Marijuana, Richard Stratton, Portugal discussed on Coast to Coast AM with George Noory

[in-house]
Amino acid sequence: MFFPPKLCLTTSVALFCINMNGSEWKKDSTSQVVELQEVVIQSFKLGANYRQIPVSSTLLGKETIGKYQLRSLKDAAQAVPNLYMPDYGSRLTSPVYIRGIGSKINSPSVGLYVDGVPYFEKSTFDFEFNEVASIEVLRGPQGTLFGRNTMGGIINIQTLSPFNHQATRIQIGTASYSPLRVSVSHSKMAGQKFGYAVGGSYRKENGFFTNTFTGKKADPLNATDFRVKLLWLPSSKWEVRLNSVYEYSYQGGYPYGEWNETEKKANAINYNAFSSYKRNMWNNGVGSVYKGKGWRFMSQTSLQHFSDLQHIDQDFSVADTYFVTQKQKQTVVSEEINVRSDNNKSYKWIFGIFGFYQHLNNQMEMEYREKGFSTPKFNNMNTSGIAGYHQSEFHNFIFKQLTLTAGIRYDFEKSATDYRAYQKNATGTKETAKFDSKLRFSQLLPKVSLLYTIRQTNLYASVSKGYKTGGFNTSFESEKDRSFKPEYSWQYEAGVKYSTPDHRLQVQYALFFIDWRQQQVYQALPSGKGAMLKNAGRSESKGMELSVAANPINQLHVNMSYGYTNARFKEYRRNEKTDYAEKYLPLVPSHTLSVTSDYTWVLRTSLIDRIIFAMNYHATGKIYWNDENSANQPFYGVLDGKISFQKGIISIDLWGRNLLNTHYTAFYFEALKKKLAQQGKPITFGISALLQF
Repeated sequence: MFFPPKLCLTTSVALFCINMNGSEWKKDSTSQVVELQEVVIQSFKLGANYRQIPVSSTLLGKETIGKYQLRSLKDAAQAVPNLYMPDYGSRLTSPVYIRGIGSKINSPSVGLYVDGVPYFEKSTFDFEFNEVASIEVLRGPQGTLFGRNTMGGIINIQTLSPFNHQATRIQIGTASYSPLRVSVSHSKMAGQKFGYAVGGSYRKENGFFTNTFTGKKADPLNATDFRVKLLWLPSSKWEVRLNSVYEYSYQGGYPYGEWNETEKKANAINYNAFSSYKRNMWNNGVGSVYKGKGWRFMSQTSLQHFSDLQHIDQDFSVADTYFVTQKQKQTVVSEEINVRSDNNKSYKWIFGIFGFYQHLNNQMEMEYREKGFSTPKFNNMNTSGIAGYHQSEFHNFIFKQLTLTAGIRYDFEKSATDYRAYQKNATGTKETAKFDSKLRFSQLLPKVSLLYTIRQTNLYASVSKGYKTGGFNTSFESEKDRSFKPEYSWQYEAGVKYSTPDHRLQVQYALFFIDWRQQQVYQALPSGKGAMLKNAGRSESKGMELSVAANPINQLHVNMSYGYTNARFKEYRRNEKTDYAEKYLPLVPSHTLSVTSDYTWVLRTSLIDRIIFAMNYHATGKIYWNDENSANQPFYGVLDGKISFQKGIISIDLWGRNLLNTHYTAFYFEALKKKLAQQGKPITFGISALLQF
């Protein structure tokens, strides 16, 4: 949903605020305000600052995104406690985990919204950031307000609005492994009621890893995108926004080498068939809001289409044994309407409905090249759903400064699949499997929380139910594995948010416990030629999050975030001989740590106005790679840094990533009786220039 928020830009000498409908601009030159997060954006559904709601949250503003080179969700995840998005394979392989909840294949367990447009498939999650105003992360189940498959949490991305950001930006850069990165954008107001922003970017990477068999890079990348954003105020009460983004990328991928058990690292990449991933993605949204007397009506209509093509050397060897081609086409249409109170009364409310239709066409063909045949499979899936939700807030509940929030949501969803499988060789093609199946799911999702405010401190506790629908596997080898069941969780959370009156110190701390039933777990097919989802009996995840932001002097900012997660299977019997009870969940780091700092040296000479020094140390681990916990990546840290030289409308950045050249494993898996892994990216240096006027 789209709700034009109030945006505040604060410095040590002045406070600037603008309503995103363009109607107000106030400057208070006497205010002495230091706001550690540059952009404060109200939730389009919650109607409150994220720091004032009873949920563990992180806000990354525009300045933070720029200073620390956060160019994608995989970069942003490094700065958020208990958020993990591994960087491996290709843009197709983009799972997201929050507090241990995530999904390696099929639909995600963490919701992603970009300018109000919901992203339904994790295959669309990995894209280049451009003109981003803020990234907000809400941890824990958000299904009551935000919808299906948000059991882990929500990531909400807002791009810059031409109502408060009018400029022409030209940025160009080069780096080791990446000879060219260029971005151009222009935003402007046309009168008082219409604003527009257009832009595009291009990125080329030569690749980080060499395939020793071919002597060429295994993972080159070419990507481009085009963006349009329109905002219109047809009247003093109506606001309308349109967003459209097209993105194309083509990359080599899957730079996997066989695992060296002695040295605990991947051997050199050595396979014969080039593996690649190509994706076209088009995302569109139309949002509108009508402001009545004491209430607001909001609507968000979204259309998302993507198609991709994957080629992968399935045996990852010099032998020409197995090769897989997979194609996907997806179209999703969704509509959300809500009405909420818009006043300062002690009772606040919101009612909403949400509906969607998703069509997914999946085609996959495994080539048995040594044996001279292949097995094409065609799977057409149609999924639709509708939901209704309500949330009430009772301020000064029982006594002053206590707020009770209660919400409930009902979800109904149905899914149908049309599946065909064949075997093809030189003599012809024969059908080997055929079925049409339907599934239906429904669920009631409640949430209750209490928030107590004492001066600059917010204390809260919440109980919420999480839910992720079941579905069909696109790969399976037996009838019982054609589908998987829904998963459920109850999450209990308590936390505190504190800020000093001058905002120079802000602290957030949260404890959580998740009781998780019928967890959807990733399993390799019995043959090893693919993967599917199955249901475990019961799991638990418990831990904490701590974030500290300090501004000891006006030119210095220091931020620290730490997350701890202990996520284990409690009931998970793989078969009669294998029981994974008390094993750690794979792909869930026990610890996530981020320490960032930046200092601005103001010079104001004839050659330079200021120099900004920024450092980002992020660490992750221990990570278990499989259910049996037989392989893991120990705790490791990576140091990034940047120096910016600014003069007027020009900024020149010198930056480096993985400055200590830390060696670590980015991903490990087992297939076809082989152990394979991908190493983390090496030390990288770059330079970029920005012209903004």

Welcome back to coast to coast back with Richard Stratton, of course, and your phone calls as well, Richard. You're telling us a whimsical story. Do you wanna finish it? Well, I was telling you actually about seeing what the the the devastation that was carrying caused by these planes that were spraying paraquat. Yeah. Seals of marijuana in Mexico. And it was looked like a big black smudge on the side of this. This mountain across from where I was in the guy told me that when they sprayed it there were kids out there and the kids had died. I mean, it just you know, for what I mean, it didn't it doesn't stop anything. But. Probably spraying us anyways Richards book is called smuggler's blues. And I assume you can get this at bookstores style Richard you can get into bookstores. You can get it at Amazon it is available. I think from Barnes and noble, and yeah, it's out today. Today's the day perfect timing as the publishing day. Yeah. And smuggler's blues is the first of a trilogy. The second book is called gulag America the prison years, and it tells the whole story of my eight years in prison and then the third book, which I'm just beginning on now is called in the world. And that's about getting out and how difficult it is to to readjust to to society. You know, often say that it might have been different if I had kids. I am grateful for the fact that I didn't have kids when I went away because you know, to to break apart hard. Yeah. That's the other thing about locking people up is you destroy families. You know when you put somebody. In prison for fifteen years. Ten years that family is without a breadwinner there without that element of the family. And a lot of women are getting locked up in these drug laws too. So it's really done it. It's our longest war. It's been going on since the thirties. It's probably, you know, it's an and it's a war against the American people. It's like, it's very very destructive. Although, of course, for for law enforcement, it's been a boon because it's after prohibition these agencies federal agents were looking for something to do, and they needed something to do and Harry answering your came up with the idea of criminalizing marijuana, and, you know, going after after drugs, that's where the whole drug war began how many people percentage wise, do you think are in jail because of petty drugs. Well, they say that sixty percent of the population in prison is there for non violent drug related offenses. Wow. So that's that's a huge huge proportion. Now, there may be even more that got into Bank robbery or something like that. Because of. Yeah. Because off sure so so it's probably I if you if you look at the effect of illegal drugs on the coal crime control establishments, probably much more is probably even higher than sixty percents is dealing drugs are at the basis of a lot of these guys go out and rob banks as they need money to pay these exorbitant prices for for these are legal drugs. Well, you know, we talked about the the cost of prisons. What about the DA how much do they cost us every the DA caustic tremendous amount? But also, you know, now, it's homeland security you open the Canadian US sport is they've got drones. And you know, our friend Mr. Trump was to build a wall down on the Mexican border. So it's it's unbelievable. How much money they spend trying to stem the drugs. I mean, he was the one who said most of these guys are drug dealers coming into the country, which I think is crazy because if you're a drug dealer, you're gonna stay in Mexico. You don't wanna come to this country, you send your drugs to the seminar and she wants to drugs here. Put them on mules, right? Yeah. I mean chapeau didn't want to come to the United States because he knew that he wasn't getting out if he came here. Now, he says he wants to come here. But really he wants to go to the wants to go to court here or something like that. Who knows who knows? When you were. We were in Lebanon. Right. I was in Lebanon. I was in Beirut. It was gorgeous during the time. How you were probably there. Right. Well, actually when I first went there. It was gorgeous Beirut was the Paris of the Middle East was for wonderful city. But then the civil war broke out. Yeah. Okay. The years that I spent there in fact, I write about it in the book, I barely escaped there in the in the early eighties. When the Israelis invaded it got really intense. And I the only way I could get out of the airport was closed. I had to go actually back up through the valley and get to Damascus and Syria and fly out of Syria because you couldn't get out of the country. It was it was terrible. What happened in that country run into any people from ISIS? Oh, they didn't have ISIS thundered. Now. There was no in those days leave or not let's go to Charlie in Arizona now. Hey, charlie. Thanks for holding. You're up with us. Good evening, George and Richard, Shirley. I have two quick questions, and I come and. The first question is what is your opinion of the legalization of all drugs in in Portugal? And the statement that was made by good push beheads that in ten years. Conception had gone down by fifty percent. My second question is what do you think the new drug war that's being fought on the backs of disabled people in chronic pain? And my comment is is ludicrous for the government to Sega cannabis his to one when they have a sold prescription THC for years and years as marinol. Which is a derivative of marijuana. Of course. Right. Okay. Thanks for that, Charlie. Go ahead, Richard. Well, Charlie I think you're absolutely right about the situation in Portugal. I mean, that's the really interesting thing. They've legalize all drugs in Portugal, and the drug usage has gone down the criminality has gone down. It's proven everything that we've been talking about tonight. Now, what was the second question? He was talking about the what about the the gosh. I dunno wildlife. I broke that down to go ahead. Charlie the new drug war. Oh, the new drug or well on the backs of a disabled disabled people chronic pain, while I've always been a believer in medicinal use of marijuana to help people. I mean, I was an advocate of that back in one thousand nine hundred ninety seven. Yeah. There's no question that all various kinds of pain relief with Canada, swift THC. So it's just you know, my my my idea is they should all be legalize. It should be controlled not necessarily by the government. But by a Fleming. Yes by clinics, and by a national advisory council people who understand that this this product this plant and advise people how to use it because it can be dangerous. There's no question about it. You know, anytime that you are inhaling Kohl's and smoke into your lungs can because it can cause problems for you. So I don't say that, you know, people should just go out and start smoking pot. No, I'm saying that we should we should study it we should legalize it. And we should make it available. But we should teach kids, particularly I don't believe the young kids should be smoking pot. I don't think that I mean, certainly when the brain is still developing its it's proven that. It's not a good thing to be smoking pot to do anything, you know, to be smoking cigarettes or alcohol or anything to you till you're at least well into your teams and probably in your twenties before you should. Ideally, I think. I people shouldn't be necessarily using drugs at all except if they have a clinic situation that needs relief. I happen to believe that recreational marijuana is not harmful. But as long as you don't overdo it. So, you know, it just we need really to as I said instead of just saying, no, it's just a K N O W just say, no drug education is the answer to this. I contend like the like Portugal that it's going to go down not up. Absolutely. There's no question the forbidden fruit will be taken away. And it's not going to be. So, you know, you're doing something illegal. Let's go to Brian in Montreal. Hi, brian. Go ahead. Yeah. Great topic. I was one of those hippy mafia guys you were talking about. I got busted with almost four hundred pounds of pot in New Jersey in the seventies. And what does that look like Brian four hundred pounds of pot? If you had to look at it would be big. They did in those days, they they compressed it, and they had it in bales. And it was an interesting situation when they let me out with the like, I was I was actually I Canadian. So I wasn't I I couldn't work in US Hough. I think you I saw. Parole office when they released being they said, we don't expect you to stay in the US because you can't earn a living. But when we when you don't show up for your year. Parole officer in thirty days for while h you so I went home, and I I don't smoke around any more. I agree one hundred percent education. That's the way to go. And but technically thirty five years later, I still on a parole violation. Well, you know, it's interesting it calling from Canada. My partner was a Canadian. He was called the hippie godfather of Canada, this guy Robert road Rowbotham was his name from Toronto. He was part of the the whole college up there forget the name now. But it was right in downtown Toronto. So the Canadians have always been the way ahead of the Americans as far as and I think Trudeau is talking about legalizing federally in Canada now. But there they they don't give you as much time in Canada, the prisons are much more geared towards towards rehabilitation than the US prisons there. There are a lot more advanced in Canada. But this case that I was talking about earlier that happened in Syracuse. They they extradited fourteen Canadians. It was the largest single expedition of Canadian citizens on one case to bring them back into the US to try them for this marijuana conspiracy. And they were bringing. In over the mohawk Indian reservation in the northern part of name. I mean, the northern part of New York state, and they gave these two guys from Montreal. Well, one of them was from. I think the other one might have been from somewhere Ottawa, but they gave them life without parole. Wow. Lifelock sees guys never going to get out of prison. What are you thinking richer? What do you think of entrapment laws? I mean to to be able to create a crime to catch somebody. I tell the story about how when these the agents busted me back in nineteen seventy eight case that I'd beat. They said it actually RCMP was involved in that case to they said, you know, what we were doing while. We're waiting for you to come pick up that load at the airport. I go now what were you doing? Oh, we're sitting around smoking joints and snorting coke. No. Yeah. And then the guy goes, you know, what's going to happen to you. When you get to court, I go now what's going to happen because we're going to get up there and tell are lies you're going to get up there and tell your alive assistant matter who's live Jerry bleach So they know the, you know, if you got a little hidden tape recorder how much you could have used that in court yet. But anyway, I put it in my book. So yeah, exactly. Jeff in Culver City, California. Jeff, go ahead. Hi stratton..